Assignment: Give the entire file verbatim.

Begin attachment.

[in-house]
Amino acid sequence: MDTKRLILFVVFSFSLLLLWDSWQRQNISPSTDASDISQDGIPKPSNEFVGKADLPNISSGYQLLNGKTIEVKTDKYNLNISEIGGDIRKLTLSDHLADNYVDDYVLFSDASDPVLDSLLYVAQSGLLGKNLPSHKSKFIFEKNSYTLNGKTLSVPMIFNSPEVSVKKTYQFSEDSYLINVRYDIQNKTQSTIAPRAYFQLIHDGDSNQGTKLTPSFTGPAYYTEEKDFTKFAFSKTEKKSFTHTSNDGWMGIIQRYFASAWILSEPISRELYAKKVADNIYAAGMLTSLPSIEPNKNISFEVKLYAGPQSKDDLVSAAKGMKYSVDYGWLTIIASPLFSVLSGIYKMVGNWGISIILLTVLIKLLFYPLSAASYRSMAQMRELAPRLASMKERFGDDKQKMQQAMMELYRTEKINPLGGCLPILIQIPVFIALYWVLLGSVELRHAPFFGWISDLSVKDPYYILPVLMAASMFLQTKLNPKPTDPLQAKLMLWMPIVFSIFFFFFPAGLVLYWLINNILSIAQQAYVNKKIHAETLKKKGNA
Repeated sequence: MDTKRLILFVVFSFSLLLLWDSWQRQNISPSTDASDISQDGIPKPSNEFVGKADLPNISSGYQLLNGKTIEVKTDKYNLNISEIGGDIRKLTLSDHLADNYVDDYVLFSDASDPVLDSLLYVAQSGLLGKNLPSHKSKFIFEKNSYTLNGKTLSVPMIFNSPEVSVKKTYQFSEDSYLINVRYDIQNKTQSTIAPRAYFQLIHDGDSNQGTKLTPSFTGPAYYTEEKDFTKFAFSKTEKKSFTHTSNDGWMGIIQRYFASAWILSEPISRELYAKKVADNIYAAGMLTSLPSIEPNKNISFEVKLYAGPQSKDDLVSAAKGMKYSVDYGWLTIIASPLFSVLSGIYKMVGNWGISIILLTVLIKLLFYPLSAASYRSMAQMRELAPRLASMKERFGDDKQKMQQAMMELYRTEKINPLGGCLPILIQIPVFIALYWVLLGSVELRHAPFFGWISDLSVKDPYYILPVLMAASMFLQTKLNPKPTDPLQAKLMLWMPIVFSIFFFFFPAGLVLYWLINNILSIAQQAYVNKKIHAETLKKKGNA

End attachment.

[in-house]
Amino acid sequence: MDTKRLILFVVFSFSLLLLWDSWQRQNISPSTDASDISQDGIPKPSNEFVGKADLPNISSGYQLLNGKTIEVKTDKYNLNISEIGGDIRKLTLSDHLADNYVDDYVLFSDASDPVLDSLLYVAQSGLLGKNLPSHKSKFIFEKNSYTLNGKTLSVPMIFNSPEVSVKKTYQFSEDSYLINVRYDIQNKTQSTIAPRAYFQLIHDGDSNQGTKLTPSFTGPAYYTEEKDFTKFAFSKTEKKSFTHTSNDGWMGIIQRYFASAWILSEPISRELYAKKVADNIYAAGMLTSLPSIEPNKNISFEVKLYAGPQSKDDLVSAAKGMKYSVDYGWLTIIASPLFSVLSGIYKMVGNWGISIILLTVLIKLLFYPLSAASYRSMAQMRELAPRLASMKERFGDDKQKMQQAMMELYRTEKINPLGGCLPILIQIPVFIALYWVLLGSVELRHAPFFGWISDLSVKDPYYILPVLMAASMFLQTKLNPKPTDPLQAKLMLWMPIVFSIFFFFFPAGLVLYWLINNILSIAQQAYVNKKIHAETLKKKGNA
Repeated sequence: MDTKRLILFVVFSFSLLLLWDSWQRQNISPSTDASDISQDGIPKPSNEFVGKADLPNISSGYQLLNGKTIEVKTDKYNLNISEIGGDIRKLTLSDHLADNYVDDYVLFSDASDPVLDSLLYVAQSGLLGKNLPSHKSKFIFEKNSYTLNGKTLSVPMIFNSPEVSVKKTYQFSEDSYLINVRYDIQNKTQSTIAPRAYFQLIHDGDSNQGTKLTPSFTGPAYYTEEKDFTKFAFSKTEKKSFTHTSNDGWMGIIQRYFASAWILSEPISRELYAKKVADNIYAAGMLTSLPSIEPNKNISFEVKLYAGPQSKDDLVSAAKGMKYSVDYGWLTIIASPLFSVLSGIYKMVGNWGISIILLTVLIKLLFYPLSAASYRSMAQMRELAPRLASMKERFGDDKQKMQQAMMELYRTEKINPLGGCLPILIQIPVFIALYWVLLGSVELRHAPFFGWISDLSVKDPYYILPVLMAASMFLQTKLNPKPTDPLQAKLMLWMPIVFSIFFFFFPAGLVLYWLINNILSIAQQAYVNKKIHAETLKKKGNA